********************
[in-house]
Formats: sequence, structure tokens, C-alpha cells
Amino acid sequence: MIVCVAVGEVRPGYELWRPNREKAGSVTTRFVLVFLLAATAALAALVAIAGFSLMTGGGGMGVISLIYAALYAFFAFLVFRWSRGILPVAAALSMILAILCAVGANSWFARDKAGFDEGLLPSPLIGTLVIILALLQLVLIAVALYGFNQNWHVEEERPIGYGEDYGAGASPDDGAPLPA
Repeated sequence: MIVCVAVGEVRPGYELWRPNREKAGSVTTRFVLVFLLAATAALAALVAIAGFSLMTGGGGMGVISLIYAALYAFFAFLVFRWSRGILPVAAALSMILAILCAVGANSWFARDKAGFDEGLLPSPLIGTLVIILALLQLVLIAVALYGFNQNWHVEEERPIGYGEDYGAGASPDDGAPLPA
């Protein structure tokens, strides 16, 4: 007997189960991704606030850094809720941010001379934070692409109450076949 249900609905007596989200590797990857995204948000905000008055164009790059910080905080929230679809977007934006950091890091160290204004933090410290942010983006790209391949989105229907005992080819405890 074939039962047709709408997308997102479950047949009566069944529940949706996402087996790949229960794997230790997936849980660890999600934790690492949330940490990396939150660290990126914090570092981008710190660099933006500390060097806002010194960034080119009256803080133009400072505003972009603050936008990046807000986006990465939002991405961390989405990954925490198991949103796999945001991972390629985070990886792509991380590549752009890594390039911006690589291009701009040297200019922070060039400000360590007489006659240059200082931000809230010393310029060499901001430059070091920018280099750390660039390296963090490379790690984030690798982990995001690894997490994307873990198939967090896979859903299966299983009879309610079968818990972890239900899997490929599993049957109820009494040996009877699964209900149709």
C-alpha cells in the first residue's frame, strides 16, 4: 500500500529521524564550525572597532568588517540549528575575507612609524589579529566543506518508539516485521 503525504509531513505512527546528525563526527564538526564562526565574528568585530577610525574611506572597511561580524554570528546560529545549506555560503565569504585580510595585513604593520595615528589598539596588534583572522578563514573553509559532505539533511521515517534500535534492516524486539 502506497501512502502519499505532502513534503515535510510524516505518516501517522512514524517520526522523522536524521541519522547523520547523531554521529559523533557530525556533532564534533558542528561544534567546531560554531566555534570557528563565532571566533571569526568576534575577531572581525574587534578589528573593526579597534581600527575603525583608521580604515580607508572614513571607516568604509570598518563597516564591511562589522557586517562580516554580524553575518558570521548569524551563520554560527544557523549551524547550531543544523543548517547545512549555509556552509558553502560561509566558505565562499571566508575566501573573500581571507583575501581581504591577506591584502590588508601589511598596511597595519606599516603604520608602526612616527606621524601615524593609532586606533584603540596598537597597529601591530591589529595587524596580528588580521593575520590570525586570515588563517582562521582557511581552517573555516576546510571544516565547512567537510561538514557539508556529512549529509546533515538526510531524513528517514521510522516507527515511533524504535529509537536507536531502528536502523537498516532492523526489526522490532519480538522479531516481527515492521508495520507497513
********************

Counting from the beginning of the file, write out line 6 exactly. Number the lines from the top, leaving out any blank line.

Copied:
C-alpha cells in the first residue's frame, strides 16, 4: 500500500529521524564550525572597532568588517540549528575575507612609524589579529566543506518508539516485521 503525504509531513505512527546528525563526527564538526564562526565574528568585530577610525574611506572597511561580524554570528546560529545549506555560503565569504585580510595585513604593520595615528589598539596588534583572522578563514573553509559532505539533511521515517534500535534492516524486539 502506497501512502502519499505532502513534503515535510510524516505518516501517522512514524517520526522523522536524521541519522547523520547523531554521529559523533557530525556533532564534533558542528561544534567546531560554531566555534570557528563565532571566533571569526568576534575577531572581525574587534578589528573593526579597534581600527575603525583608521580604515580607508572614513571607516568604509570598518563597516564591511562589522557586517562580516554580524553575518558570521548569524551563520554560527544557523549551524547550531543544523543548517547545512549555509556552509558553502560561509566558505565562499571566508575566501573573500581571507583575501581581504591577506591584502590588508601589511598596511597595519606599516603604520608602526612616527606621524601615524593609532586606533584603540596598537597597529601591530591589529595587524596580528588580521593575520590570525586570515588563517582562521582557511581552517573555516576546510571544516565547512567537510561538514557539508556529512549529509546533515538526510531524513528517514521510522516507527515511533524504535529509537536507536531502528536502523537498516532492523526489526522490532519480538522479531516481527515492521508495520507497513